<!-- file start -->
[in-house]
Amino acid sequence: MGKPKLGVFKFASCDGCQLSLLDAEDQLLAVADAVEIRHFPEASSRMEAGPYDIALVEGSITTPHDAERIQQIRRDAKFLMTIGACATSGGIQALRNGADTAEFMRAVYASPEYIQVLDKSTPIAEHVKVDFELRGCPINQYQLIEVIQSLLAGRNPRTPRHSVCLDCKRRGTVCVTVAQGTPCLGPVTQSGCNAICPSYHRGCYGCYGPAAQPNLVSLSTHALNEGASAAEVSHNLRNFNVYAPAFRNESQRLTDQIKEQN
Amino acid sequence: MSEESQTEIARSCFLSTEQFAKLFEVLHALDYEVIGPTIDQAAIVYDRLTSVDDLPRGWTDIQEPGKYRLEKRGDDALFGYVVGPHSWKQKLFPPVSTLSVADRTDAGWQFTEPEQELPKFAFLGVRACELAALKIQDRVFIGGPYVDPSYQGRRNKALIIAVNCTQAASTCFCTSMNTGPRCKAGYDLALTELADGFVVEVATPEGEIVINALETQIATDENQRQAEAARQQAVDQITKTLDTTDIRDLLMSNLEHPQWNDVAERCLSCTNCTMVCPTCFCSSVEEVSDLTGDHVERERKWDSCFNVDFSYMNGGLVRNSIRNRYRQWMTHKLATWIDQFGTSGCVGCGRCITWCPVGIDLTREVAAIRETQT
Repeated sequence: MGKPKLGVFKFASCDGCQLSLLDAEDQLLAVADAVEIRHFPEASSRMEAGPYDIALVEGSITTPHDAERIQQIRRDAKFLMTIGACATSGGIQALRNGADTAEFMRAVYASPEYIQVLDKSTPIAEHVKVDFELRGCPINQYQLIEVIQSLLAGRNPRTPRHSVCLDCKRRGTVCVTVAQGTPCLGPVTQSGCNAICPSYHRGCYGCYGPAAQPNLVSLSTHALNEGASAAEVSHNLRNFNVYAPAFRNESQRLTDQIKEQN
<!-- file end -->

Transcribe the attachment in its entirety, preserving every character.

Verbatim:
[in-house]
Amino acid sequence: MGKPKLGVFKFASCDGCQLSLLDAEDQLLAVADAVEIRHFPEASSRMEAGPYDIALVEGSITTPHDAERIQQIRRDAKFLMTIGACATSGGIQALRNGADTAEFMRAVYASPEYIQVLDKSTPIAEHVKVDFELRGCPINQYQLIEVIQSLLAGRNPRTPRHSVCLDCKRRGTVCVTVAQGTPCLGPVTQSGCNAICPSYHRGCYGCYGPAAQPNLVSLSTHALNEGASAAEVSHNLRNFNVYAPAFRNESQRLTDQIKEQN
Amino acid sequence: MSEESQTEIARSCFLSTEQFAKLFEVLHALDYEVIGPTIDQAAIVYDRLTSVDDLPRGWTDIQEPGKYRLEKRGDDALFGYVVGPHSWKQKLFPPVSTLSVADRTDAGWQFTEPEQELPKFAFLGVRACELAALKIQDRVFIGGPYVDPSYQGRRNKALIIAVNCTQAASTCFCTSMNTGPRCKAGYDLALTELADGFVVEVATPEGEIVINALETQIATDENQRQAEAARQQAVDQITKTLDTTDIRDLLMSNLEHPQWNDVAERCLSCTNCTMVCPTCFCSSVEEVSDLTGDHVERERKWDSCFNVDFSYMNGGLVRNSIRNRYRQWMTHKLATWIDQFGTSGCVGCGRCITWCPVGIDLTREVAAIRETQT
Repeated sequence: MGKPKLGVFKFASCDGCQLSLLDAEDQLLAVADAVEIRHFPEASSRMEAGPYDIALVEGSITTPHDAERIQQIRRDAKFLMTIGACATSGGIQALRNGADTAEFMRAVYASPEYIQVLDKSTPIAEHVKVDFELRGCPINQYQLIEVIQSLLAGRNPRTPRHSVCLDCKRRGTVCVTVAQGTPCLGPVTQSGCNAICPSYHRGCYGCYGPAAQPNLVSLSTHALNEGASAAEVSHNLRNFNVYAPAFRNESQRLTDQIKEQN